21. Mitsy Avatar

    And just for the record, I did not “bring about” the bad behavior of previous men because I was not at fault for how they treated ME. It was THEY who led me on, not the other way around. I never lead a guy on, and I have no respect for people who play that game. END OF STORY.

  22. […] even. With this one I disagree. Getting even is childish. In “Releasing revenge” I discuss how it may make you feel better short term, but it only perpetuates the hurt and […]

  23. Pookie Avatar

    Hello. I wonder if you could give me some feedback on this scenario? Thanks.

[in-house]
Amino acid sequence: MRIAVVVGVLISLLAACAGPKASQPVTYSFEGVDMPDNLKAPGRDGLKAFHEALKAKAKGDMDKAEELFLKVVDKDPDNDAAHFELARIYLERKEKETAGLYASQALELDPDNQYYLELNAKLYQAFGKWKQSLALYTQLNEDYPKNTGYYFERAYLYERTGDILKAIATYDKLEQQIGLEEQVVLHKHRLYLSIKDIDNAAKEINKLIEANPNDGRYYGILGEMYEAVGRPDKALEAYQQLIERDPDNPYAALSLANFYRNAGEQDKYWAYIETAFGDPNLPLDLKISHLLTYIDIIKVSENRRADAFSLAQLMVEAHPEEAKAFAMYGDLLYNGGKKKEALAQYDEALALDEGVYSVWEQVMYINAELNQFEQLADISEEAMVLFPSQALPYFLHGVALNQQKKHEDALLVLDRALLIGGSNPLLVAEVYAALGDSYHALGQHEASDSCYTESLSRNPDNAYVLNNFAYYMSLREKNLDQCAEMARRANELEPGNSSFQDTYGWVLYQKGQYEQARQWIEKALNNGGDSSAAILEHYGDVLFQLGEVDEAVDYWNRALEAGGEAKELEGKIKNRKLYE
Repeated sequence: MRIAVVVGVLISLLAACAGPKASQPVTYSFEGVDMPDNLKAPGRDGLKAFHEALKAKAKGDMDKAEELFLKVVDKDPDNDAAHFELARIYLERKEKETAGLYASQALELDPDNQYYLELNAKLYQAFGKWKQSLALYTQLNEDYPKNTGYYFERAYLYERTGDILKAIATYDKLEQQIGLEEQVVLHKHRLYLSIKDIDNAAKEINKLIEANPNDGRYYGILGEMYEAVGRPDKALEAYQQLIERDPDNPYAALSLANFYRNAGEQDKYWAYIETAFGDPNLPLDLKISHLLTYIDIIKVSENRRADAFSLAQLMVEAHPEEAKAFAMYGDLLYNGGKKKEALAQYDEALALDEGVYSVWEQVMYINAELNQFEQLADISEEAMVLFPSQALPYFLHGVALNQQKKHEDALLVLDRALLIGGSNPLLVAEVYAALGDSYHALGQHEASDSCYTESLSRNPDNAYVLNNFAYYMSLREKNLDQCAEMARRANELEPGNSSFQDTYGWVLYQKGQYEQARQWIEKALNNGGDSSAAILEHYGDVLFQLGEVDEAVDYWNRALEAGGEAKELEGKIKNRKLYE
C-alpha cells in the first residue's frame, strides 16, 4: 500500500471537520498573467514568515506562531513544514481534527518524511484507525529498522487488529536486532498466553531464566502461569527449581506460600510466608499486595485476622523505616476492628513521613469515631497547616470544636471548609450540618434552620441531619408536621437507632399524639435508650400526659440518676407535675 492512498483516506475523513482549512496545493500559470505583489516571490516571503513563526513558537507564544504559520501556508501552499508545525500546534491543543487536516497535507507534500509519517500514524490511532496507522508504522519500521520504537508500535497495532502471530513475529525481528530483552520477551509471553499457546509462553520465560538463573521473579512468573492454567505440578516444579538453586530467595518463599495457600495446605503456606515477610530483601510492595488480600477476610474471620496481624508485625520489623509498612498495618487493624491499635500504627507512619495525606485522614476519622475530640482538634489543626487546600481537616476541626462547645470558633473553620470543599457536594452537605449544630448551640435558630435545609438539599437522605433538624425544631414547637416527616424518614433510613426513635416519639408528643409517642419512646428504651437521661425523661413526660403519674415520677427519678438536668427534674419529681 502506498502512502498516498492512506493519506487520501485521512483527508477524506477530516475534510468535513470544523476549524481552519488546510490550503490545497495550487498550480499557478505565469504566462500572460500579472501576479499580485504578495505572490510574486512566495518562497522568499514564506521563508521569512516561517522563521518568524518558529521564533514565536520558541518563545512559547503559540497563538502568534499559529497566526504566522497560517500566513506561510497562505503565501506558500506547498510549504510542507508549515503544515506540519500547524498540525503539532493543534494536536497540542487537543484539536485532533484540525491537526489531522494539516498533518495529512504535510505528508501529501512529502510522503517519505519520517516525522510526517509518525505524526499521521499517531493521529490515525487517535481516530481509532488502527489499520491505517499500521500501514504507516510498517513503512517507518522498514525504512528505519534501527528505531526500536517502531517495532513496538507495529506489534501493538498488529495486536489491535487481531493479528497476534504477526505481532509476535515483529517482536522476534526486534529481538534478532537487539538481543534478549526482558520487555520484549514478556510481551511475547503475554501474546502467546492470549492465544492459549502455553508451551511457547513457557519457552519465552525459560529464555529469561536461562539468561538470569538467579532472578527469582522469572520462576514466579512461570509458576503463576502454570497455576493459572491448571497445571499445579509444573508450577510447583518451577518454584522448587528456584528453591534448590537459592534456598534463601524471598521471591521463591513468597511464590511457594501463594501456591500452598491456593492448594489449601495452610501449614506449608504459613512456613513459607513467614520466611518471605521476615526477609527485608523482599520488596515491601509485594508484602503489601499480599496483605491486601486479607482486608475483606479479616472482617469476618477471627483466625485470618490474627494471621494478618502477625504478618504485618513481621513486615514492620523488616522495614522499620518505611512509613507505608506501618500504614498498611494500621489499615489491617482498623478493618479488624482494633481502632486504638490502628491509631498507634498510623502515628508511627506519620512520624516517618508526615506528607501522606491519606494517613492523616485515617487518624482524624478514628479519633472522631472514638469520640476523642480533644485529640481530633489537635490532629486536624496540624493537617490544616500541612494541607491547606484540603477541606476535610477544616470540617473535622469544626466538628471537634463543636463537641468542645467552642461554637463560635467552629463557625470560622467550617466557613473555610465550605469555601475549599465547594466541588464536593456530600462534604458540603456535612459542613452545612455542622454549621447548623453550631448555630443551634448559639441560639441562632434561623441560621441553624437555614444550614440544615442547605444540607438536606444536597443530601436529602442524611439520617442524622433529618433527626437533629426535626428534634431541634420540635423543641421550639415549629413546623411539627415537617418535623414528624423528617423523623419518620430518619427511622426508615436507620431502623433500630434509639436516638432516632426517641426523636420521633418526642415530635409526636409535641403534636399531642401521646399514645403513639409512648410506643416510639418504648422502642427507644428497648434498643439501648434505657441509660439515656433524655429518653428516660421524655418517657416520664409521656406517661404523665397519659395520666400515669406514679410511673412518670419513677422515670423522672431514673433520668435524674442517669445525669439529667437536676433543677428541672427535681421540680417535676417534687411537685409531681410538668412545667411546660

I’m a 1.5 year Match survivor and a midlife divorced woman (experienced with pathological narcissists, passive-aggressives, identity-free guys, liars, players — hey, I’m stuck in Southern California) sharing custody of a child. Have met a lot of whackos and some nice fellows. Just about gave up when my 90% match appeared about three months ago. I’m here, he’s on the east coast. We talked for a month and he came to see me. Roaring great time. Following week I went to see him. He’s only D’d 8 months, had a 4-year LDR with a gal during/after his 20 year marriage broke up. Though I knew the timing was bad, our match was cosmic, down to small details. During my visit to him, though, he told about the 4-year gal and said there was a “90% chance he’d never be *involved* with her again,” at the same time talking marriage, pregnancy, moving there, where my daughter would go to school etc. with me and about how perfect we were for each other, how he’d never connected with any person in his life like he did with me etc. Wanting a committed 3-6 month test relationship. These seemed to be serious, mature conversations. And I saw his large collection of single malt scotches and furniture-free 4 bedroom rented house. Started noting the flags. He came to see me again and we’d planned 2 more trips: 1 to his *family* and 1 for him to see me again. His last visit to me was like a honeymoon, though I saw him fill a highball with scotch, and noted that he drank every day we were together. He made occasional odd comments to me: “I’m going to stalk you for the rest of your life.” “I’ve put bugs in your clothes in your closet.” “I can’t wait to dress you in beautiful clothes.” “I’m the ultimate male chauvinist pig.” The week after his last visit his communications to me changed abruptly — stopped calling during the day, claiming work stress. It took him 9 hours-2 days to answer my TMs. His nighttime calls pushed back to his bedtime and he’d yawn into the phone. I stopped putting effort into the calls and noticed that he asked me no questions. During one call he seemed annoyed and said, “Maybe I should rethink this whole thing.” I asked for clarification the following weekend and he said we were moving at 2 different speeds — though he’d set the speed. I pulled back as my guts felt that he’d pulled back. By the next week he was begging off on calls and sent a long e-mail about the rocks in our road. I responded, having then seen that his supposedly cancelled Match membership had been active in the last 24 hours, and restated all that he had proposed to me, the possibility that I’d been fed fantasy, the possibility that he’d taken another direction, and what I was looking for in a relationship. He responded the next day with a 2-line “Dear Jane” e-mail. No conversation, no explanation, no regret, no consideration, no respect. I wrote him one long one back showing appreciation, thanks, restating what I’d hoped, recognizing the difference in our feelings, being concerned about infidelity and alcohol, and wishing him well. No response and nothing since then.